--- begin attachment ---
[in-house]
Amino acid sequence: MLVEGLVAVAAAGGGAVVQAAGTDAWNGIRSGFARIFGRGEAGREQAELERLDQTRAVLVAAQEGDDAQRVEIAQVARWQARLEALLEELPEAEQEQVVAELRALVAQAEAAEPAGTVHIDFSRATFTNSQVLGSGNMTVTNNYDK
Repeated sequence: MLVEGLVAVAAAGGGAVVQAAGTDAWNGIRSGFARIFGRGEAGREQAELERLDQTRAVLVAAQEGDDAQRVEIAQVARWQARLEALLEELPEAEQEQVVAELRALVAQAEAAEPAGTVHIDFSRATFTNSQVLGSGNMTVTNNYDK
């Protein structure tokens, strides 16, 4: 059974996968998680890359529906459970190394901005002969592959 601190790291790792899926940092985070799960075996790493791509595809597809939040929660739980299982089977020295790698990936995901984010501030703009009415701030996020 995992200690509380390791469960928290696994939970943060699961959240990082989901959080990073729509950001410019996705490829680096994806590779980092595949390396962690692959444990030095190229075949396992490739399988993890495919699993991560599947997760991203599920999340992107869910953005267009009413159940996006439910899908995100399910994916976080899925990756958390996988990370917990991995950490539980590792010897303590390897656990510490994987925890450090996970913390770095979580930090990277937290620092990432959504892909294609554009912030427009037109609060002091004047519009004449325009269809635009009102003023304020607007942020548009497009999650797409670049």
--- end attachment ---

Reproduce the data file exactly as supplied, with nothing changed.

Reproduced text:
[in-house]
Amino acid sequence: MLVEGLVAVAAAGGGAVVQAAGTDAWNGIRSGFARIFGRGEAGREQAELERLDQTRAVLVAAQEGDDAQRVEIAQVARWQARLEALLEELPEAEQEQVVAELRALVAQAEAAEPAGTVHIDFSRATFTNSQVLGSGNMTVTNNYDK
Repeated sequence: MLVEGLVAVAAAGGGAVVQAAGTDAWNGIRSGFARIFGRGEAGREQAELERLDQTRAVLVAAQEGDDAQRVEIAQVARWQARLEALLEELPEAEQEQVVAELRALVAQAEAAEPAGTVHIDFSRATFTNSQVLGSGNMTVTNNYDK
């Protein structure tokens, strides 16, 4: 059974996968998680890359529906459970190394901005002969592959 601190790291790792899926940092985070799960075996790493791509595809597809939040929660739980299982089977020295790698990936995901984010501030703009009415701030996020 995992200690509380390791469960928290696994939970943060699961959240990082989901959080990073729509950001410019996705490829680096994806590779980092595949390396962690692959444990030095190229075949396992490739399988993890495919699993991560599947997760991203599920999340992107869910953005267009009413159940996006439910899908995100399910994916976080899925990756958390996988990370917990991995950490539980590792010897303590390897656990510490994987925890450090996970913390770095979580930090990277937290620092990432959504892909294609554009912030427009037109609060002091004047519009004449325009269809635009009102003023304020607007942020548009497009999650797409670049």